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A Public Choice Analysis of Congressional Franking


  • S. Tyler Edwards
  • E. Frank Stephenson
  • Melissa M. Yeoh


Based on the rational choice assumption that politicians seek to enhance their reelection chances, the authors posit and test several hypotheses about how the use of franked mail varies across members of the House of Representatives. This study improves upon the existing literature by using a sample of all full-term representatives and by using multiple regression analysis that allows for estimation of the marginal effect of each explanatory variable after controlling for other factors that might affect franking behavior. The results of this study indicate that (1) politicians seeking higher office tend to make greater use of franked mail while those who are retiring engage in less franking, (2) narrower electoral margins, especially for first termers, are associated with more franking, (3) representatives who have larger campaign expenditures also have higher levels of franked mail, and (4) franked mail increases with a congressional district’s distance from Washington, D.C.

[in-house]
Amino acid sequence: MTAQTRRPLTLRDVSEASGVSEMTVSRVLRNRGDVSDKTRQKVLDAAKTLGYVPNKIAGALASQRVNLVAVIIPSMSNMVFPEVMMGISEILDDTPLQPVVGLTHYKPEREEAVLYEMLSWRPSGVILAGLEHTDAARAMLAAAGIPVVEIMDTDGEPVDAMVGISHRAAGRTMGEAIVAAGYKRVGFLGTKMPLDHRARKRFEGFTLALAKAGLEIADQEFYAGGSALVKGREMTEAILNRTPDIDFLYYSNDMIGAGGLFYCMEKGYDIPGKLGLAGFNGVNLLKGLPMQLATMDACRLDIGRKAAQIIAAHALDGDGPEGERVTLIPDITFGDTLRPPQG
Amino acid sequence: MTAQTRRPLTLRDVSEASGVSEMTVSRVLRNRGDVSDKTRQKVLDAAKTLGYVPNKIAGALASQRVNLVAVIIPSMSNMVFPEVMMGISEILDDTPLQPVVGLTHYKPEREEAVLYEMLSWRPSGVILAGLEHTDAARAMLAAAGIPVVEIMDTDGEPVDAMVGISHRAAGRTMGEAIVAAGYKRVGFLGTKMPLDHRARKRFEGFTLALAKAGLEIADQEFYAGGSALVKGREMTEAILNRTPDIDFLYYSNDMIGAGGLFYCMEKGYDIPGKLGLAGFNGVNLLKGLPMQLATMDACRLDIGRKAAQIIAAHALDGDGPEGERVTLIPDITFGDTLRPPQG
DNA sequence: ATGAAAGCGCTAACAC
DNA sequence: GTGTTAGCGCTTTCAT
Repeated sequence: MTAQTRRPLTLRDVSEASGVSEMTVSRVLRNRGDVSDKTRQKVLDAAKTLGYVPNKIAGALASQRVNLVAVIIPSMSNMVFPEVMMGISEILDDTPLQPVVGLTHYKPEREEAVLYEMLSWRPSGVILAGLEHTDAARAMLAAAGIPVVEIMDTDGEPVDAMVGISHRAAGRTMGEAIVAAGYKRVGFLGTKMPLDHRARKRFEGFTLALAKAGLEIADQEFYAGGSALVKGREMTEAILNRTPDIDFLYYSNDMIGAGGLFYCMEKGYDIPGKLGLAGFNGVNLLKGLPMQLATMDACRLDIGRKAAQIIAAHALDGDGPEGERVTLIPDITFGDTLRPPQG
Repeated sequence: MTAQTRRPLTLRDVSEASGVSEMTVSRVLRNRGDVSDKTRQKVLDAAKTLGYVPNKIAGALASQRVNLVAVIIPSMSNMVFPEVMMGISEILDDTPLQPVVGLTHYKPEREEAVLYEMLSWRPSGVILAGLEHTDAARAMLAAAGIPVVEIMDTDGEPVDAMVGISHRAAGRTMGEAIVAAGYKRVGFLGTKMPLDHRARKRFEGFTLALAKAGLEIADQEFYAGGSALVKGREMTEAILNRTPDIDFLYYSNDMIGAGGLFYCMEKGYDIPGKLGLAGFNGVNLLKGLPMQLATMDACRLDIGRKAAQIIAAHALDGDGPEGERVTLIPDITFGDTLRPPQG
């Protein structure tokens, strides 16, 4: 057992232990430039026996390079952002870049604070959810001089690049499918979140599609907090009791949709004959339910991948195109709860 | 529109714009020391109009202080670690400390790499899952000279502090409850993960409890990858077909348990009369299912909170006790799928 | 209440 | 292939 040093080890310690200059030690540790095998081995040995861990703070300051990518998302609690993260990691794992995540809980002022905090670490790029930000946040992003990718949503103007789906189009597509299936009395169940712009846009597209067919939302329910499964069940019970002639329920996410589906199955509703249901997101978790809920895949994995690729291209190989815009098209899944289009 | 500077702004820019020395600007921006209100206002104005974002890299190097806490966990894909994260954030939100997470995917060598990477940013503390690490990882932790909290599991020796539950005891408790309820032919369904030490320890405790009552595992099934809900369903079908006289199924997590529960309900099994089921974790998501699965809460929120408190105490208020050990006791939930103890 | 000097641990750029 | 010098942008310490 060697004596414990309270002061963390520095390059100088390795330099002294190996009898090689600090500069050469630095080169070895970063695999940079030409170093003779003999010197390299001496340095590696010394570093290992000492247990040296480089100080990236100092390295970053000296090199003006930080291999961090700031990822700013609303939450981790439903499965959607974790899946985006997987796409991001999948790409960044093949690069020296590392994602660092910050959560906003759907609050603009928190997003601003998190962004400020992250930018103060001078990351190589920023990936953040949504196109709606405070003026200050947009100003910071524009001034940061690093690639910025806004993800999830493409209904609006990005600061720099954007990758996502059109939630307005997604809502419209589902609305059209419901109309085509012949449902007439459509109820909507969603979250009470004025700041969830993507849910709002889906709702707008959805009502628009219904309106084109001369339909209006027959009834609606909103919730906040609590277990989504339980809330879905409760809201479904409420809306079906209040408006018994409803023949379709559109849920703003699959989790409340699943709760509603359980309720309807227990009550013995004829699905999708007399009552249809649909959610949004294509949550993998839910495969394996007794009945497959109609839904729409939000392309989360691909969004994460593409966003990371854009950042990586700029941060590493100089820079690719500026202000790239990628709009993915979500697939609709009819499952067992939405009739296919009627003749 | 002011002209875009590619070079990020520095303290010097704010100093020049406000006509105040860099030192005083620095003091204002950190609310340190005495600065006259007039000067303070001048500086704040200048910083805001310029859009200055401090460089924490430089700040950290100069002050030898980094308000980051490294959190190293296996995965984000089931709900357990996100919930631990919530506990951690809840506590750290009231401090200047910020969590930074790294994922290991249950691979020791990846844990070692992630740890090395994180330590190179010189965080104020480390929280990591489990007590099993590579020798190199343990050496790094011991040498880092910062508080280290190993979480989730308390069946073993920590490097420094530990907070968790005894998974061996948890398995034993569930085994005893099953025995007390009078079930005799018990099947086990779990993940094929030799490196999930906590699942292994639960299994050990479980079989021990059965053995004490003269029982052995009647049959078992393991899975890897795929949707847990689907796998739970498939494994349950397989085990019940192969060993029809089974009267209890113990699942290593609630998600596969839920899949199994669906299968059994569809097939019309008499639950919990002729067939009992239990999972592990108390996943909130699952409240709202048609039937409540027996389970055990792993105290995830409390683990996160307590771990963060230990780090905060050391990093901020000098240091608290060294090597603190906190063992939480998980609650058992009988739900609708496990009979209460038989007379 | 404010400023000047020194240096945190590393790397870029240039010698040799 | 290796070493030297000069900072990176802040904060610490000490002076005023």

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  • S. Tyler Edwards & E. Frank Stephenson & Melissa M. Yeoh, 2012. "A Public Choice Analysis of Congressional Franking," Public Finance Review, , vol. 40(4), pages 537-551, July.
  • Handle: RePEc:sae:pubfin:v:40:y:2012:i:4:p:537-551

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    References listed on IDEAS

    1. Thornton, John, 2007. "Further evidence on revenue decentralization and inflation," Economics Letters, Elsevier, vol. 95(1), pages 140-145, April.
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    Congress; franked mail; public choice;


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